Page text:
Fairfax, Virginia — The American South (Mid-Atlantic)
The first soldier of the South to shed his blood for the Confederacy.
Erected 1927 by Fairfax Chapter, United Daughters of the Confederacy, May 27.
Marker series. This marker is included in the United Daughters of the Confederacy marker series.
Location. 38° 51.856′ N, 77° 16.777′ W. Marker is in Fairfax, Virginia. Marker is on Fairfax Boulevard (Lee Highway) (U.S. 50/29) west of Spring Street, on the right when traveling west. Touch for map. Marker is at or near this postal address: 9700 Fairfax Boulevard, Fairfax VA 22031, United States of America. Touch for directions.
Other nearby markers. At least 8 other markers are within 2 miles of this marker, measured as the crow flies. Blenheim House (approx. 0.9 miles away); Dairy Barn Complex (approx. 0.9 miles away); Historic Blenheim (approx. one mile away); Blenheim (Willcoxon Farm) (approx. one mile away); Historic Cemeteries Burke’s Station Raid (approx. 1.7 miles away); Fairfax (approx. 1.8 miles away); Historic Fairfax Elementary School (approx. 1.8 miles away). Touch for a list and map of all markers in Fairfax.
More about this marker. Originally located at the corner of Blake Lane and & Lee Highway, the marker was moved during the widening of Lee Highway, so the “122 ft. S.W. of this spot” is no longer accurate. The marker came to its current location because the owner of the Econo-Lodge was a relative of Anderson and offered its present location if another could not be found.
Lee Highway was known as the Falls Church Road back then. The Confederates were in possession of Fairfax Court House and Peyton Anderson and William Lillard of the 6th Virginia Cavalry were stationed here, about two miles from the town, on lookout for Union soldiers.
Regarding Peyton Anderson. “In the early morning of May 27th, 1861, I, as a boy of fourteen years of age was passing the spot where the Flint Hill and Falls Church roads intersect. At this time there were two Confederate pickets stationed there; one lying in the pine woods nearby and the other on his horse on duty, each dressed in civilian clothes with a feather in their hats.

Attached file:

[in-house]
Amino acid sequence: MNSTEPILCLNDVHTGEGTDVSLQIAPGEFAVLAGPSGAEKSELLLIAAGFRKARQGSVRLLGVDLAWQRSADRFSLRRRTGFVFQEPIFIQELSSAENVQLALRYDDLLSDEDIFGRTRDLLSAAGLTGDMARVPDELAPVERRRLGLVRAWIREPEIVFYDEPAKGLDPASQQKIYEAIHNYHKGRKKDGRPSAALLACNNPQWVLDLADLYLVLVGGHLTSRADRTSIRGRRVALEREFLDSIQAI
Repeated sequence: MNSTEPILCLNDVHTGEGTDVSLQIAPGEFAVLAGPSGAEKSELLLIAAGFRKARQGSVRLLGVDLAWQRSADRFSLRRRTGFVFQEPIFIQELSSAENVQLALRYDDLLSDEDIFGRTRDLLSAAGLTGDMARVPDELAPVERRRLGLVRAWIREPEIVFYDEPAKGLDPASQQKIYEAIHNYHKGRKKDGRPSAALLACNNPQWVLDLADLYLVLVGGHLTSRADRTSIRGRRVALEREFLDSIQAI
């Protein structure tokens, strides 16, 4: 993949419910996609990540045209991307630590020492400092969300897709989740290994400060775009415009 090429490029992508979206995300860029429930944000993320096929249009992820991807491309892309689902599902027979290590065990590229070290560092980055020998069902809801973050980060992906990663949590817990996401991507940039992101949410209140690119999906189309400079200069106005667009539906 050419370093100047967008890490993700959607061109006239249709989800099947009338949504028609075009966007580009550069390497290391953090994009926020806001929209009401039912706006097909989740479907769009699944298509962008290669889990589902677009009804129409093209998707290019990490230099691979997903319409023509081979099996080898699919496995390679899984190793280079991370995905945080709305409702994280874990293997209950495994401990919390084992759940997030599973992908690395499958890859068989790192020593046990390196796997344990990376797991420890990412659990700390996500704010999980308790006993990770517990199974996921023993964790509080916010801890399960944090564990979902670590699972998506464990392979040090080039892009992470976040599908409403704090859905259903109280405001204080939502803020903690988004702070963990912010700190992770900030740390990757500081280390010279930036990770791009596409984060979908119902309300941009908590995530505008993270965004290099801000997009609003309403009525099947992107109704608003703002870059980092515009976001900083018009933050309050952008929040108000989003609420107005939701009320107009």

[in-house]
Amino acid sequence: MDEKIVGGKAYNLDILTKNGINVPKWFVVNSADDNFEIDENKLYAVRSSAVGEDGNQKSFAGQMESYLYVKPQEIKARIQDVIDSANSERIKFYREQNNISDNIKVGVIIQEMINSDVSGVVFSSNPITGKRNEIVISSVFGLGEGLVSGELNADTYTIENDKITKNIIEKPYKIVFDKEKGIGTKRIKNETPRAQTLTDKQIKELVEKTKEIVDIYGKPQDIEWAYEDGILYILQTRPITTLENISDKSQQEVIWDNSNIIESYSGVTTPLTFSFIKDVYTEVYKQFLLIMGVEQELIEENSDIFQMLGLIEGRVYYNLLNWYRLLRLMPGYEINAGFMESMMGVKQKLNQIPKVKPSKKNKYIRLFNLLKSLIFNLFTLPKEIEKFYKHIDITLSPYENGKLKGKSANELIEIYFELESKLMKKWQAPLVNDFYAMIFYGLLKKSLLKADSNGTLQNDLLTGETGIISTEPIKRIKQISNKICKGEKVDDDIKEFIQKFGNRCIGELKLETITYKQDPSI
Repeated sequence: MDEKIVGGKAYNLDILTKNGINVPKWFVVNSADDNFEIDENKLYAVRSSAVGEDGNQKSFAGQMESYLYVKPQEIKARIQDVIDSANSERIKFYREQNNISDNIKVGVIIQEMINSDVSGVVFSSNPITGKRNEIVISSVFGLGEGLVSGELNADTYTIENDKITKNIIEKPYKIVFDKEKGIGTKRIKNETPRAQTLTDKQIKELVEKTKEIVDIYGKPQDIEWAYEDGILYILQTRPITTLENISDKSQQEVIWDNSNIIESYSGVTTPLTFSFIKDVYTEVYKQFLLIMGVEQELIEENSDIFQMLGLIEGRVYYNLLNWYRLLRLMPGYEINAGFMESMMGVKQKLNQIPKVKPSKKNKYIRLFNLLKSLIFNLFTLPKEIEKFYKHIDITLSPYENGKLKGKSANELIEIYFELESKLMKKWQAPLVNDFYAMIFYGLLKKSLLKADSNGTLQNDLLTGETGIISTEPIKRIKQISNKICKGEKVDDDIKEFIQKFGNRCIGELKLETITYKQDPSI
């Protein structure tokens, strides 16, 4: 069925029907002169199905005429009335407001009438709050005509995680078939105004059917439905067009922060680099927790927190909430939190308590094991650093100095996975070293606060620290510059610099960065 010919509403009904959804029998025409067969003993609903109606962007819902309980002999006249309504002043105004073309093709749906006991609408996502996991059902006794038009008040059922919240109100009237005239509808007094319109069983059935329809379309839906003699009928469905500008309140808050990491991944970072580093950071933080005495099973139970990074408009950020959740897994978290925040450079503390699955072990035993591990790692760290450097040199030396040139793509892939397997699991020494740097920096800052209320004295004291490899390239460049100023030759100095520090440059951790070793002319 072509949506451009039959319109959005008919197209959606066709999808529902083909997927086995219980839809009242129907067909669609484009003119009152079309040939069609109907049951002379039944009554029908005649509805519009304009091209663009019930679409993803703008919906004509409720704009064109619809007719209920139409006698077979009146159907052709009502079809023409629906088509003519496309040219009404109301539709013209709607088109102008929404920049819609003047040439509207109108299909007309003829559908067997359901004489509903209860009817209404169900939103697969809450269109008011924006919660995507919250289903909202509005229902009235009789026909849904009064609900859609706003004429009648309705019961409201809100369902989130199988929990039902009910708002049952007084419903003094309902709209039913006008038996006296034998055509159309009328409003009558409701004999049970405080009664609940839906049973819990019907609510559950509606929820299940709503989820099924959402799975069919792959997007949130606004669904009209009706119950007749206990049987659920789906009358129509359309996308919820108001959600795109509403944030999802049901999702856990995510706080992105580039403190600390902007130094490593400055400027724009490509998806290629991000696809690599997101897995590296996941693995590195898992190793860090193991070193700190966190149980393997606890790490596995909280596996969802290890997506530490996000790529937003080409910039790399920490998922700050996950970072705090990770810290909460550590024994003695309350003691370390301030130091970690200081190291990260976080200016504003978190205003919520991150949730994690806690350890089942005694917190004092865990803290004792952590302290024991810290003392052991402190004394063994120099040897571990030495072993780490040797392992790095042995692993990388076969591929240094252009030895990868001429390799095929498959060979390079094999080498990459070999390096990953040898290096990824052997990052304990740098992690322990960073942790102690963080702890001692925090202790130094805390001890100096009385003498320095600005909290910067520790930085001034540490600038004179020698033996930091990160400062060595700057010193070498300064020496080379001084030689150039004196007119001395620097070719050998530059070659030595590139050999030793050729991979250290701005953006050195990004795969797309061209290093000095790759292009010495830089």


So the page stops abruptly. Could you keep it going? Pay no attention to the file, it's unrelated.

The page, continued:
“I had not gone far down the road before I was met by a squad of cavalry which I counted as boys are wont to do, finding twenty-four men and one Officer.
“They were dressed and equipped so finely that I was sure that they were Union soldiers. I was soon to realize this truth, for as they approached the foot of the hill they spurred their horses into a gallop and soon surrounded the two surprised pickets.
“It was but a moment until a shot rang out followed by a puff of smoke and as I hurried homeward to tell my friends what I had seen I was
—From a letter signed by James W. Robey dated May 27, 1927, (the day the marker was dedicated) on file in the Fairfax Research Room of the Fairfax City Public Library.
Payton Anderson was shot in the arm and later recovered. His fellow picket William Lillard was captured.
“In the Amissville neighborhood lived the Anderson family. Peyton Anderson was the first to shed blood for the Confederate cause. A monument to the memory of him was erected by the United Daughters of the Confederacy at Fairfax Court House. Honorable Walton Moore, standing beside the widow and grandchild at the unveiling, made the address.
“Peyton Anderson married Louemma, daughter of Jesse Miller of ‘Poplar Shade’. At this time Mrs. Anderson lives with her daughter, Mrs. Clifford Latham. She is one hundred years young.”
—From the “Amissville” chapter in My Rappahannock (VA) Storybook by Mary Elizabeth Hite, published in 1950.
Categories. • War, US Civil •
More. Search the internet for Peyton Anderson.
Credits. This page was last revised on July 21, 2019. This page originally submitted on May 17, 2007, by J. J. Prats of Powell, Ohio. This page has been viewed 4,286 times since then and 128 times this year. Last updated on January 28, 2019, by Devry Becker Jones of Washington, District of Columbia. Photos: 1. submitted on April 1, 2010, by James Edward Edmundson of Clifton, Virginia. 2, 3. submitted on May 17, 2007, by J. J. Prats of Powell, Ohio. 4, 5, 6. submitted on April 1, 2010, by James Edward Edmundson of Clifton, Virginia. • Andrew Ruppenstein was the editor who published this page.